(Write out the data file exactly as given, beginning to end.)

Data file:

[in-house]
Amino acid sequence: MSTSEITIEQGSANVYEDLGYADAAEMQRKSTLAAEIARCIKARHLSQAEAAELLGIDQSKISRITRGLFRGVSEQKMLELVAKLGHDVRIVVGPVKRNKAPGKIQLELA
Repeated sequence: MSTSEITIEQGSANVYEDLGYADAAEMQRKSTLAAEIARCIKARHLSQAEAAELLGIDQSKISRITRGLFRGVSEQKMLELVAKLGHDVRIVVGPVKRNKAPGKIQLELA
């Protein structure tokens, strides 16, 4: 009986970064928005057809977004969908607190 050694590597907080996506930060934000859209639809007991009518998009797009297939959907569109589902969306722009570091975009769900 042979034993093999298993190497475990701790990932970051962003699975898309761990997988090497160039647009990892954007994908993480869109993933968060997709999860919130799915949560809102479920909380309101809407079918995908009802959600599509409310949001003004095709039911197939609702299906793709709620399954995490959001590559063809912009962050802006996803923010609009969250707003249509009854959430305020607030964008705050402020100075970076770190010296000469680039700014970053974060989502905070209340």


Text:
[in-house]
Amino acid sequence: MSTSEITIEQGSANVYEDLGYADAAEMQRKSTLAAEIARCIKARHLSQAEAAELLGIDQSKISRITRGLFRGVSEQKMLELVAKLGHDVRIVVGPVKRNKAPGKIQLELA
Repeated sequence: MSTSEITIEQGSANVYEDLGYADAAEMQRKSTLAAEIARCIKARHLSQAEAAELLGIDQSKISRITRGLFRGVSEQKMLELVAKLGHDVRIVVGPVKRNKAPGKIQLELA
């Protein structure tokens, strides 16, 4: 009986970064928005057809977004969908607190 050694590597907080996506930060934000859209639809007991009518998009797009297939959907569109589902969306722009570091975009769900 042979034993093999298993190497475990701790990932970051962003699975898309761990997988090497160039647009990892954007994908993480869109993933968060997709999860919130799915949560809102479920909380309101809407079918995908009802959600599509409310949001003004095709039911197939609702299906793709709620399954995490959001590559063809912009962050802006996803923010609009969250707003249509009854959430305020607030964008705050402020100075970076770190010296000469680039700014970053974060989502905070209340």